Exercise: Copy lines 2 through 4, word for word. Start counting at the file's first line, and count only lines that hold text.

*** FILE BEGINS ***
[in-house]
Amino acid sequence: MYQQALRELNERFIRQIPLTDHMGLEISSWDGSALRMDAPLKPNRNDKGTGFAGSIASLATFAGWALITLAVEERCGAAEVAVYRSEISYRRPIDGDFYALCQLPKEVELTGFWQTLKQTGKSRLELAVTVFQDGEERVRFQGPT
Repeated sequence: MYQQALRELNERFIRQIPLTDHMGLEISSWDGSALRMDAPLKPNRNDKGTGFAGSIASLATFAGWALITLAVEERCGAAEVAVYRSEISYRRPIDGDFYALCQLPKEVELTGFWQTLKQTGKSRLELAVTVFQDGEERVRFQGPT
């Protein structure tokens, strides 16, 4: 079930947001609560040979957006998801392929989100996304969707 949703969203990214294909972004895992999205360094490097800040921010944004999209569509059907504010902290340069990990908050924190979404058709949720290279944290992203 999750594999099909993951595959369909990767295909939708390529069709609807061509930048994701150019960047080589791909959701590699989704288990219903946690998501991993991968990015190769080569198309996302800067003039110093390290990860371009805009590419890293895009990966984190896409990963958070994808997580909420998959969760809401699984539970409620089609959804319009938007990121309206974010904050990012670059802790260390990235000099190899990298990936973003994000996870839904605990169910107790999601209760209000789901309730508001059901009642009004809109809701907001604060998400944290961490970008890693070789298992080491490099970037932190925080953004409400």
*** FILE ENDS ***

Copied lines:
Amino acid sequence: MYQQALRELNERFIRQIPLTDHMGLEISSWDGSALRMDAPLKPNRNDKGTGFAGSIASLATFAGWALITLAVEERCGAAEVAVYRSEISYRRPIDGDFYALCQLPKEVELTGFWQTLKQTGKSRLELAVTVFQDGEERVRFQGPT
Repeated sequence: MYQQALRELNERFIRQIPLTDHMGLEISSWDGSALRMDAPLKPNRNDKGTGFAGSIASLATFAGWALITLAVEERCGAAEVAVYRSEISYRRPIDGDFYALCQLPKEVELTGFWQTLKQTGKSRLELAVTVFQDGEERVRFQGPT
């Protein structure tokens, strides 16, 4: 079930947001609560040979957006998801392929989100996304969707 949703969203990214294909972004895992999205360094490097800040921010944004999209569509059907504010902290340069990990908050924190979404058709949720290279944290992203 999750594999099909993951595959369909990767295909939708390529069709609807061509930048994701150019960047080589791909959701590699989704288990219903946690998501991993991968990015190769080569198309996302800067003039110093390290990860371009805009590419890293895009990966984190896409990963958070994808997580909420998959969760809401699984539970409620089609959804319009938007990121309206974010904050990012670059802790260390990235000099190899990298990936973003994000996870839904605990169910107790999601209760209000789901309730508001059901009642009004809109809701907001604060998400944290961490970008890693070789298992080491490099970037932190925080953004409400």